The COVID-19 pandemic has elicited a global response unlike anything we’ve seen before. From government and business taking on new roles to respond to the crisis to the complete re-organisation of how we work, travel and socialize, we have witnessed transformational changes that didn’t appear possible just weeks ago. The human costs of the pandemic are horrifying, but the response has largely been characterised by care, compassion and connection – and an unheard-of pace of change.
What happens over the coming months could go one of two ways.
There is a risk that as the immediate crisis wanes and its economic consequences become clearer, we cast aside longer-term aspirations in pursuit of short-term easy fixes, many of which would have adverse environmental consequences. These include rolling back environmental standards, stimulating the economy by subsidising fossil-fuel-heavy industries and focusing on making more things, rather than using them better.
But there is another possibility. While we are reeling in the shock of what is happening around us and coming to terms with our new reality, we could seize this moment as a unique window of opportunity to re-build our society and economy as we want it. With scientists warning we have 10 years left to avoid the worst consequences of climate change, this could offer an opportunity to fix the climate crisis before it’s too late.
A number of shifts brought on by the COVID-19 emergency lay the groundwork for the transformation required. Here are five actions we should take.
We have known about the risk of a global pandemic for years: just see Bill Gates declare during a 2015 Ted Talk that “If anything kills over 10 million people in the next few decades, it is most likely to be a highly infectious virus… We should be concerned. But in fact we can build a really good response system.” Yet it took an unfolding disaster to prompt governments, businesses and individuals to act at the scale required.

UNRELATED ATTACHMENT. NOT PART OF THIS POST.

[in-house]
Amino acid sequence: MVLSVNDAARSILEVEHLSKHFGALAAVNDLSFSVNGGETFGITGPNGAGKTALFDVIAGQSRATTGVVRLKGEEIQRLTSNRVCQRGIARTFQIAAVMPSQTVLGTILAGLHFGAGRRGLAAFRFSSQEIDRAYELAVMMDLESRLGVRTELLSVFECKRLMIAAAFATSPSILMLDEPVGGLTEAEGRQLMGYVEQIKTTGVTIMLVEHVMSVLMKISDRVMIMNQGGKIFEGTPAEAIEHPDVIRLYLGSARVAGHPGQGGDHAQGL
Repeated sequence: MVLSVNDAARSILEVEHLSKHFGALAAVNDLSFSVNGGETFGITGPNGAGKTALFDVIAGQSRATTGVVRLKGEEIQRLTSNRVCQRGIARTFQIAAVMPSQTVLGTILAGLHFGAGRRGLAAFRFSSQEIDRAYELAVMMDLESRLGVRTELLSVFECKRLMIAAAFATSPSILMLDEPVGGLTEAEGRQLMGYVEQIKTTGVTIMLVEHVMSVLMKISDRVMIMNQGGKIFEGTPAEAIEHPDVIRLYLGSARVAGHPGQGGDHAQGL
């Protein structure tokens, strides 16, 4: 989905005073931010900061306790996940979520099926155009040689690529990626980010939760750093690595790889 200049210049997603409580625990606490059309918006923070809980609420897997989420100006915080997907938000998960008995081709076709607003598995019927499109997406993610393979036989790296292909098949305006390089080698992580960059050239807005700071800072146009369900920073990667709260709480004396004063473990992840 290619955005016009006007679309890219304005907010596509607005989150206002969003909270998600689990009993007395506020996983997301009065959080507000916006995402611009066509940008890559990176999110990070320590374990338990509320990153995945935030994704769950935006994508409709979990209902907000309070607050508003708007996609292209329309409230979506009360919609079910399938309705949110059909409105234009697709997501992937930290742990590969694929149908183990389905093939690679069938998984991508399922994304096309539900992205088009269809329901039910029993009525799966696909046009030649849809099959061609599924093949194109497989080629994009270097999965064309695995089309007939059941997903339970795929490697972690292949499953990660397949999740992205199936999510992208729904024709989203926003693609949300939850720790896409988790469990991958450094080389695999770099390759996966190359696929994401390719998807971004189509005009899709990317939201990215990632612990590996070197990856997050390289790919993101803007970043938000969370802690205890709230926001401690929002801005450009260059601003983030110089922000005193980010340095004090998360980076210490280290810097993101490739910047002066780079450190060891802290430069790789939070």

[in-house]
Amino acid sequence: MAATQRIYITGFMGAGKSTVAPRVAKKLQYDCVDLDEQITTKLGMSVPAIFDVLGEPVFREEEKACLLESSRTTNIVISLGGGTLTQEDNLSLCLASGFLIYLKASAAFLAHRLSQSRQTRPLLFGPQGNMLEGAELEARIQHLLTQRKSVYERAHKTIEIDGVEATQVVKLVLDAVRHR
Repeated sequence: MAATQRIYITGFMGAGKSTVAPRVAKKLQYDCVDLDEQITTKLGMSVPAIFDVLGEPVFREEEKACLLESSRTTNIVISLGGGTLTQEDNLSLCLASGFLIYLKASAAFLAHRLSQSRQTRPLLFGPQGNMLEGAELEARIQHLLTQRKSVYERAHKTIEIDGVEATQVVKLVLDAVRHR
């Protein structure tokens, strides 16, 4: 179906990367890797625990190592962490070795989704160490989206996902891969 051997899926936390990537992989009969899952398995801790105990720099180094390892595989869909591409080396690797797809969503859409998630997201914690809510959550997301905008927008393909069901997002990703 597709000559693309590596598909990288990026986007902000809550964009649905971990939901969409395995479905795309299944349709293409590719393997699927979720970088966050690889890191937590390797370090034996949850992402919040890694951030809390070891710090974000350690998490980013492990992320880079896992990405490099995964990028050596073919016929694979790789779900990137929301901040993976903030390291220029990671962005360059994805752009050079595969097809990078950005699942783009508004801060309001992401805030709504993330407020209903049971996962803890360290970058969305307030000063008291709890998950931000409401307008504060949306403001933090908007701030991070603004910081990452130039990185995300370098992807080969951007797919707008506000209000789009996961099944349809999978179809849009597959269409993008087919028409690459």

Climate change similarly poses a major threat to human lives and urgently requires a comprehensive response. A study published in the medical journal the Lancet predicts 500,000 adult deaths caused by climate change by 2050.
If the pandemic teaches us to acknowledge our vulnerability to high-impact shocks such as pandemics and climate-related disasters, we will be infinitely better placed to prepare for them.
Listen to global perspectives
The truly global nature of the COVID-19 crisis is forcing us to recognise that we are all in this together. For example, China sending help to Italy represents more than just shifts in the geopolitical landscape; it also shows an overcoming of the sense of “other,” and an acknowledgement that events in one part of the world can affect us all.
The jury is out on whether COVID-19 will prompt the world to choose the route of national isolation or global solidarity, but a growing understanding that we are inherently connected to people in vastly different geographies and circumstances can help build momentum for strong climate action.